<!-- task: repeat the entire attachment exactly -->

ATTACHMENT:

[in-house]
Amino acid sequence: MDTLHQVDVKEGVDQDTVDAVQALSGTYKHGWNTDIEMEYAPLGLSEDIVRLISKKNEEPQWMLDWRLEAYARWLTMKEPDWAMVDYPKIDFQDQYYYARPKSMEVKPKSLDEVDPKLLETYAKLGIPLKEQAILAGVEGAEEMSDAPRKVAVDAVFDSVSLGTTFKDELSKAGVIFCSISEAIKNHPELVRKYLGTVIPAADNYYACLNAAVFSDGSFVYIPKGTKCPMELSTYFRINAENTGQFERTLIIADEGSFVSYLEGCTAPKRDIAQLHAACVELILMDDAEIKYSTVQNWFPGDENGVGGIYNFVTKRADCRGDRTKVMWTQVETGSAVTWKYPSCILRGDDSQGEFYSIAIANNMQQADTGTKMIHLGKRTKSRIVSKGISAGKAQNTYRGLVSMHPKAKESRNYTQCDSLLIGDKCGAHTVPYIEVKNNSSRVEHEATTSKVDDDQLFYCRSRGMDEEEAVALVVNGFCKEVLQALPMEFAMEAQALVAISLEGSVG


[in-house]
Amino acid sequence: MDTLHQVDVKEGVDQDTVDAVQALSGTYKHGWNTDIEMEYAPLGLSEDIVRLISKKNEEPQWMLDWRLEAYARWLTMKEPDWAMVDYPKIDFQDQYYYARPKSMEVKPKSLDEVDPKLLETYAKLGIPLKEQAILAGVEGAEEMSDAPRKVAVDAVFDSVSLGTTFKDELSKAGVIFCSISEAIKNHPELVRKYLGTVIPAADNYYACLNAAVFSDGSFVYIPKGTKCPMELSTYFRINAENTGQFERTLIIADEGSFVSYLEGCTAPKRDIAQLHAACVELILMDDAEIKYSTVQNWFPGDENGVGGIYNFVTKRADCRGDRTKVMWTQVETGSAVTWKYPSCILRGDDSQGEFYSIAIANNMQQADTGTKMIHLGKRTKSRIVSKGISAGKAQNTYRGLVSMHPKAKESRNYTQCDSLLIGDKCGAHTVPYIEVKNNSSRVEHEATTSKVDDDQLFYCRSRGMDEEEAVALVVNGFCKEVLQALPMEFAMEAQALVAISLEGSVG